Step 5: Finding the speed of another vessel.

The distance that the target covered in the interval is shown by the length of the
line WA. In this example we can measure this as 4 nm. Therefore, as it travelled
4 nm in 12 (0.2 hrs) then in 1 hr it would travel:



1 x





4 = 20 kts
0.2
Here it can be seen how selection of time interval can simplify later calculations

3 mins 6 mins 12 mins 15 mins 20mins 30 mins

1/20
th
hour 1/10
th
hour 1/5
th
hour 1/4
th
hour 1/3
th
hour 1/2
th
hour

0.05 hour 0.1 hour 0.2 hour 0.25 hour 0.33 hour 0.5 hour

In our example it travelled 4 nm in 1/5
th
hour, so WA = 5 x 4 = 20 kts





















Step 6: Finding the aspect of another vessel.

Aspect is the relative bearing of your own vessel taken from the target vessel's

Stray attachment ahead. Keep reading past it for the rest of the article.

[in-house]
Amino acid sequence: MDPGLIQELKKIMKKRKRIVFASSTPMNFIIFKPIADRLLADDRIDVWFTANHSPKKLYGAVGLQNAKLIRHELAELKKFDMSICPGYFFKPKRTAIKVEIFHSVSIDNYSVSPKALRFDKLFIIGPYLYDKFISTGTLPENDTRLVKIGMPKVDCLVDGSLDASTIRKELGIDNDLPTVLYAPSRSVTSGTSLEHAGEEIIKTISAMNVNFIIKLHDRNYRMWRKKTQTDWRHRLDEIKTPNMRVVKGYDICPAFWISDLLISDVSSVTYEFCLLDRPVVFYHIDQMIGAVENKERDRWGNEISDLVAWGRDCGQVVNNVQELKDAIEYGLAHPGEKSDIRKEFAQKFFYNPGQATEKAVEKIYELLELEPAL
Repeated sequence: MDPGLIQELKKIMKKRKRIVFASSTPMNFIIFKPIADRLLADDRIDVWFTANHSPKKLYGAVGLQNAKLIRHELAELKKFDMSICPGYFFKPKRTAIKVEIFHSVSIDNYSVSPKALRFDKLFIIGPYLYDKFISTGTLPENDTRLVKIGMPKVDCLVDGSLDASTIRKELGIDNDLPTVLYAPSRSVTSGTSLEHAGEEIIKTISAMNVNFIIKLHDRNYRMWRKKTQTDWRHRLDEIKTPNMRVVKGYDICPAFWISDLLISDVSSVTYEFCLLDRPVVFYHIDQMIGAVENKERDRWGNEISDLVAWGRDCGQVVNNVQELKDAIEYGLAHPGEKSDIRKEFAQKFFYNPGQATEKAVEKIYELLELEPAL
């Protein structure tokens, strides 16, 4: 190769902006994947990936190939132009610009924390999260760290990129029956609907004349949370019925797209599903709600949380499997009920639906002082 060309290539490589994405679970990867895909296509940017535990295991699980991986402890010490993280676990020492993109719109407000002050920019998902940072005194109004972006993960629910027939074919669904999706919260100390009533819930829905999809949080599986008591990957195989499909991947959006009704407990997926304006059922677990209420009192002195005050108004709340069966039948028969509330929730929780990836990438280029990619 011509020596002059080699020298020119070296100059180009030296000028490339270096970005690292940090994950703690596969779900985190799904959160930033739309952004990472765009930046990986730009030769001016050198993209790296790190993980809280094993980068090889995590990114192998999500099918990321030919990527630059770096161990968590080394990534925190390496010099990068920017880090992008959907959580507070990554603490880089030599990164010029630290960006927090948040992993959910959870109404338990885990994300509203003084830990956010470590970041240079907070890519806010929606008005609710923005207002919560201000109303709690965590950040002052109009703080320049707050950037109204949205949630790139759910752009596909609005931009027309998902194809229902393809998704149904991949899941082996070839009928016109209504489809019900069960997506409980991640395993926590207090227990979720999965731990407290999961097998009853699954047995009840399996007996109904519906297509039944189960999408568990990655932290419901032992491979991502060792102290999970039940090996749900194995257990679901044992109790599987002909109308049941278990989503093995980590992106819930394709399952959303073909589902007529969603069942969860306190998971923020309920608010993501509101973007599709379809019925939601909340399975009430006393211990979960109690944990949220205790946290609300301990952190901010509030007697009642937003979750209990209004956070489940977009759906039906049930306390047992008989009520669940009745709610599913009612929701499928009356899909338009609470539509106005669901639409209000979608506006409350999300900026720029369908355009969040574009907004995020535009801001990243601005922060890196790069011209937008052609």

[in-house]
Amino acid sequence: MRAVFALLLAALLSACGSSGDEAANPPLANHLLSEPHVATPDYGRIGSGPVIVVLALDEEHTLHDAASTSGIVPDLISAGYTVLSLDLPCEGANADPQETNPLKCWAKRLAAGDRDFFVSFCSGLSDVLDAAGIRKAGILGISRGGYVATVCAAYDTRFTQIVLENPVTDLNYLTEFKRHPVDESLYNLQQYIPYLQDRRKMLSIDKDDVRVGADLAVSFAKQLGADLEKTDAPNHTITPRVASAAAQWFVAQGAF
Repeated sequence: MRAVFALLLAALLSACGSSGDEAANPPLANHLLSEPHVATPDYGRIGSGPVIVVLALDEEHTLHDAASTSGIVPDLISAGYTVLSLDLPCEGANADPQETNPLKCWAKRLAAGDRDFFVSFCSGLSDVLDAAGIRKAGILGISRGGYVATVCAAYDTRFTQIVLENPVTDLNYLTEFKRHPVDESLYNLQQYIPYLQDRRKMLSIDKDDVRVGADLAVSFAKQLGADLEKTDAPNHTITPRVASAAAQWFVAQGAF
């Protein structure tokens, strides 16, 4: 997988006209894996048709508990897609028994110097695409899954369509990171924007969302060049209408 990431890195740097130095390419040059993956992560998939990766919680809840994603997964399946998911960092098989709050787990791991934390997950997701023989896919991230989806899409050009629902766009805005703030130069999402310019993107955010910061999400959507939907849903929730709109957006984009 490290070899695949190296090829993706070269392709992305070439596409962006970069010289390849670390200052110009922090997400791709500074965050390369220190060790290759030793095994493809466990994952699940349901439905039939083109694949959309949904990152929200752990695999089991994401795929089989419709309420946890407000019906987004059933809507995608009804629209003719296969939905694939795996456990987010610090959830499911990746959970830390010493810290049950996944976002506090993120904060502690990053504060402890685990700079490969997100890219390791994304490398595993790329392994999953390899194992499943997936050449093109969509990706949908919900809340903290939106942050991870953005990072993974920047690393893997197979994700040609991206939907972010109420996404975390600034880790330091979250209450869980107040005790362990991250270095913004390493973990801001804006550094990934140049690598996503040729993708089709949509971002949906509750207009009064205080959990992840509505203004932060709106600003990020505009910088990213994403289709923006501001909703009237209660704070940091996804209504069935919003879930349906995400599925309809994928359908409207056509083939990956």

fore and aft line. It is expressed red or green. Aspects derived from plots are
approximate, but tell you roughly the targets profile from your viewpoint and what
navigation lights you should look for at the time of the final report.














Note the use of bearing abbreviations

Relative 040Rel 330Rel

Aspect G 40 R 30

Illustration courtesy of ANTA Publications



Aspect can be determined geometrically or mathematically

Geometrically:
A line from C to A is drawn; the angle between CA and the extension of WA is
the aspect. This is easiest to measure by extending the line AC to cross the
bearing scales far side, in this case at 232 and counting the degrees up to WAs
marked course line at 290 Rel. Aspect in this case is R 58.




















Mathematically:
Aspect found by the reciprocal of the target's last bearing (its bearing of us, A to
C) and the targets true course (WA).

Reciprocal of last bearing =052 +180 =232Rel.
Target's course =290Rel.
Lesser angle between the two =290 - 232 =058.

The plot shows that we are on the port side of the target vessel so the target's